Lawyers seek judicial review of mandatory hotel quarantine

Royal Courts of Justice
By Lisa James
Home » Lawyers seek judicial review of mandatory hotel quarantine

A law firm will go to the High Court this week to seek permission for a judicial review into mandatory hotel quarantine for travellers arriving into the UK from red countries.

London legal company PGMBM will present evidence during a two-hour hearing tomorrow (Thursday 9 December), in which it will argue 10-day mandatory hotel quarantine is a breach of human rights.

If the case is successful, it could result in travellers being compensated for having to go into quarantine at their own expense.

The company announced in the summer that it was preparing to seek permission for a judicial review.

PGMBM Managing Partner Tom Goodhead said: “We wholeheartedly appreciate the seriousness of the Omicron variant, as well as the efforts of governments and healthcare workers to tackle it,” PA reports.

“This does not, however, mean that policies which constitute extraordinary violations of traditional liberties and human rights can escape the careful judicial examination they deserve.

“Hotel quarantine is a fundamental breach of people’s human rights. Law-abiding citizens who have been double vaccinated and tested negative should be free from hotel quarantine.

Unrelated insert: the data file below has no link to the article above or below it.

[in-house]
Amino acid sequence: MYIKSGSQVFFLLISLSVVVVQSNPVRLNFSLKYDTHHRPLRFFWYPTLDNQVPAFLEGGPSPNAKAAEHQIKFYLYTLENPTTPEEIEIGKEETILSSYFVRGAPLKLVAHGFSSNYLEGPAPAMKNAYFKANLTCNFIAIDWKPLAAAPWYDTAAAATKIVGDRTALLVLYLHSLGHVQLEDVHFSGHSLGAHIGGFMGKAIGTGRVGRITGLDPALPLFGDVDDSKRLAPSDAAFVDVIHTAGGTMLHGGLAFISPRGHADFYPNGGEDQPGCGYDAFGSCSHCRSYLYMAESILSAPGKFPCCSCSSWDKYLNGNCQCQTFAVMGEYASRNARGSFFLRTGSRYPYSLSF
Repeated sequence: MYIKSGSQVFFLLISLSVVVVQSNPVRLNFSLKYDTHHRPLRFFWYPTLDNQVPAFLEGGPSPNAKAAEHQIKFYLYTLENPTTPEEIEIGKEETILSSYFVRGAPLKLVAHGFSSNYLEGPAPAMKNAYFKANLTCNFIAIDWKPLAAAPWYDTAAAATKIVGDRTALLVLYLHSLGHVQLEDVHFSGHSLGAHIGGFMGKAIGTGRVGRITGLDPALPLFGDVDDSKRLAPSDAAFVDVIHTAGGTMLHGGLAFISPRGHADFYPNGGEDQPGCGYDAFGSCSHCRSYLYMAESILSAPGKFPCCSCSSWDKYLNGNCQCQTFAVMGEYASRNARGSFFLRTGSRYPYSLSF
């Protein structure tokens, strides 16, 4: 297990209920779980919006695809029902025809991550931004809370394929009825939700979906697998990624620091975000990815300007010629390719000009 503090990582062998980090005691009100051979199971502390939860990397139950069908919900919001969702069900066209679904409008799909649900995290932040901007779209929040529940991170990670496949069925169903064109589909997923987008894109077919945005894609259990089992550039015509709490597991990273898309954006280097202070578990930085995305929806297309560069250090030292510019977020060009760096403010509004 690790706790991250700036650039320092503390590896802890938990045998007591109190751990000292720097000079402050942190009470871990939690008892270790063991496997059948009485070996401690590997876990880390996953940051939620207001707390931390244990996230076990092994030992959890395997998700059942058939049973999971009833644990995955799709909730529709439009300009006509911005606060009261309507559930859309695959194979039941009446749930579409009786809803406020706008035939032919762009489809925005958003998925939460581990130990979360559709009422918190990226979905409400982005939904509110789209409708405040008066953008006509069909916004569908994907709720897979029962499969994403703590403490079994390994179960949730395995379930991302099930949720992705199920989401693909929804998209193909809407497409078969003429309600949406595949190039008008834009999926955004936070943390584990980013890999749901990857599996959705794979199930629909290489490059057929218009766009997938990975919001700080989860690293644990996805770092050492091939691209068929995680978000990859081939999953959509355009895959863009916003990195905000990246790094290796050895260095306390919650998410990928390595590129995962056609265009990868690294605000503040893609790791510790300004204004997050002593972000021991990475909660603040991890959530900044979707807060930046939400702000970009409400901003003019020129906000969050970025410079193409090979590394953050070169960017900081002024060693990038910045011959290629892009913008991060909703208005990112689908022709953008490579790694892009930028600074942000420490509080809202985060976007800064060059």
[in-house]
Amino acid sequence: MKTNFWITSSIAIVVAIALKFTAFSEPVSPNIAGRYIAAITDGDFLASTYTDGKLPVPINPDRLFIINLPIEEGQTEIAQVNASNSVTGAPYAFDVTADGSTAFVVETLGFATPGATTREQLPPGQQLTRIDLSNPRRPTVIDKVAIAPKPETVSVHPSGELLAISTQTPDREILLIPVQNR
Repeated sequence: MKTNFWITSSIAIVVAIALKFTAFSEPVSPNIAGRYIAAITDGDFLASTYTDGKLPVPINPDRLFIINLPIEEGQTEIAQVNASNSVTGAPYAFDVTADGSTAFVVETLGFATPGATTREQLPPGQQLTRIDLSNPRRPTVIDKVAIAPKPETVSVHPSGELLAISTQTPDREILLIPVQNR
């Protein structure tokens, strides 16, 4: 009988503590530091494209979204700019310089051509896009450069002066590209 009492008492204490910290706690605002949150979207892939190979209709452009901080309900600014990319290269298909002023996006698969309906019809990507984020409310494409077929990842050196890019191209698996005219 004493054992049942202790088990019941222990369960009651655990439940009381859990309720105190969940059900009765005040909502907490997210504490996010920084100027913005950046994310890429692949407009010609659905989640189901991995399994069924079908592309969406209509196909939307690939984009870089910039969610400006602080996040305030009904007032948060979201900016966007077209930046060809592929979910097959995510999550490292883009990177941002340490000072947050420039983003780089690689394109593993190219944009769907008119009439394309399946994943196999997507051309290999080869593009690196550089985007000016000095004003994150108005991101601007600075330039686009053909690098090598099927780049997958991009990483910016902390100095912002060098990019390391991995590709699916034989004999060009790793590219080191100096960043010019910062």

“The idea that they need to pay for the privilege of their own imprisonment is outrageous.”

The law firm is being backed by a London couple who were in South Africa when it was put on the red list at short notice at the end of last month.

After having to arrange new flights home, they were told they then had to rearrange their flights and PCR tests because UK hotel quarantine was full.

The couple, Owen Hancock and Emily Mennie, has set up an online petition calling on the Government to fund hotel quarantine costs for travellers caught in the same situation when new measures are imposed at short notice.

Mr Goodhead added: “It is for this reason that we are taking the UK Government to court. If we are successful, people like Owen and Emily could eventually be entitled to compensation.”

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